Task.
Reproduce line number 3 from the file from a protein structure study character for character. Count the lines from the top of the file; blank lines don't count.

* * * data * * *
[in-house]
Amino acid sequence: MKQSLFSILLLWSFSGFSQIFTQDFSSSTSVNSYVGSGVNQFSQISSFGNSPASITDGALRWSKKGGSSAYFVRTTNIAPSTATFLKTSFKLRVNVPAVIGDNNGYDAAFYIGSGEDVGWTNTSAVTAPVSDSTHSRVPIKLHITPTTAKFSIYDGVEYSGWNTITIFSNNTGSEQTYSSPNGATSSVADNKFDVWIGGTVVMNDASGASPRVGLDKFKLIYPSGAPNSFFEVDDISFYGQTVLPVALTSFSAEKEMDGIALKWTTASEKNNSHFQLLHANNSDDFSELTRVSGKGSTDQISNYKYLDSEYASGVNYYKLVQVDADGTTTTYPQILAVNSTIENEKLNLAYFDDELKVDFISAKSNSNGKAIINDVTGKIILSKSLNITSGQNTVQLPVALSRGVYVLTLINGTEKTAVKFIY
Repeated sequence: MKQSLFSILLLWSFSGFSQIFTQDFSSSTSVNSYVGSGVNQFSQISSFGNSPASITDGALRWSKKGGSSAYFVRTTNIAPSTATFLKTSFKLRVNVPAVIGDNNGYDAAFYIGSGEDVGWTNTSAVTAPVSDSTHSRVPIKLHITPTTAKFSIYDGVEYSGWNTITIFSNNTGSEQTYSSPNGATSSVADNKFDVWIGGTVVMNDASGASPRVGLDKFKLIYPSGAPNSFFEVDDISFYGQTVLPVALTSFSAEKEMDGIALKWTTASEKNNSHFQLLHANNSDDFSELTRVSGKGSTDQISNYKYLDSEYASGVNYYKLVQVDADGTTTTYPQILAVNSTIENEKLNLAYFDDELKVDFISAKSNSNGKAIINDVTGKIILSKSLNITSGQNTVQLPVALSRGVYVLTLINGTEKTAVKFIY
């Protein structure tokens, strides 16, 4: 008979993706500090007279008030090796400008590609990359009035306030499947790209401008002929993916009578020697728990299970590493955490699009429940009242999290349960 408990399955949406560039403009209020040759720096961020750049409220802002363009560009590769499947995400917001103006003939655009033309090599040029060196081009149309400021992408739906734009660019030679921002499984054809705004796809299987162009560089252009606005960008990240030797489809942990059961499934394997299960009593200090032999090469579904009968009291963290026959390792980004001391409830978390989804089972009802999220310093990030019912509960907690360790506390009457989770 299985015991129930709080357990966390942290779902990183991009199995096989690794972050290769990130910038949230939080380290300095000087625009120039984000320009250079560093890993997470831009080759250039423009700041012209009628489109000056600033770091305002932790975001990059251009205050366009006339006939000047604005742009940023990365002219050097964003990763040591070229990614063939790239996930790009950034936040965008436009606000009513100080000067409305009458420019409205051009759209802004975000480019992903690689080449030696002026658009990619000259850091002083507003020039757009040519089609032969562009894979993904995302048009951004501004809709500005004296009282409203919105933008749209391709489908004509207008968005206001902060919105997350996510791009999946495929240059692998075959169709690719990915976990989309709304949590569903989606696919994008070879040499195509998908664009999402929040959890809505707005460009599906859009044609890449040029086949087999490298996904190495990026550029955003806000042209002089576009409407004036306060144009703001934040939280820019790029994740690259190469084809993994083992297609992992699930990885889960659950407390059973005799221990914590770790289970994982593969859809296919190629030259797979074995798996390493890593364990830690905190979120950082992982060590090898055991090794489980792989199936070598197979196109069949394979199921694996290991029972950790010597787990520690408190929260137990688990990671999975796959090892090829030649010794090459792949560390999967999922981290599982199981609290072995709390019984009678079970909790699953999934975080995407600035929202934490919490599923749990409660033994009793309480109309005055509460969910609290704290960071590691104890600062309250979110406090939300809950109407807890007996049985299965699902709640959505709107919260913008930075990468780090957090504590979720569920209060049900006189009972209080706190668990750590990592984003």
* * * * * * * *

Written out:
Repeated sequence: MKQSLFSILLLWSFSGFSQIFTQDFSSSTSVNSYVGSGVNQFSQISSFGNSPASITDGALRWSKKGGSSAYFVRTTNIAPSTATFLKTSFKLRVNVPAVIGDNNGYDAAFYIGSGEDVGWTNTSAVTAPVSDSTHSRVPIKLHITPTTAKFSIYDGVEYSGWNTITIFSNNTGSEQTYSSPNGATSSVADNKFDVWIGGTVVMNDASGASPRVGLDKFKLIYPSGAPNSFFEVDDISFYGQTVLPVALTSFSAEKEMDGIALKWTTASEKNNSHFQLLHANNSDDFSELTRVSGKGSTDQISNYKYLDSEYASGVNYYKLVQVDADGTTTTYPQILAVNSTIENEKLNLAYFDDELKVDFISAKSNSNGKAIINDVTGKIILSKSLNITSGQNTVQLPVALSRGVYVLTLINGTEKTAVKFIY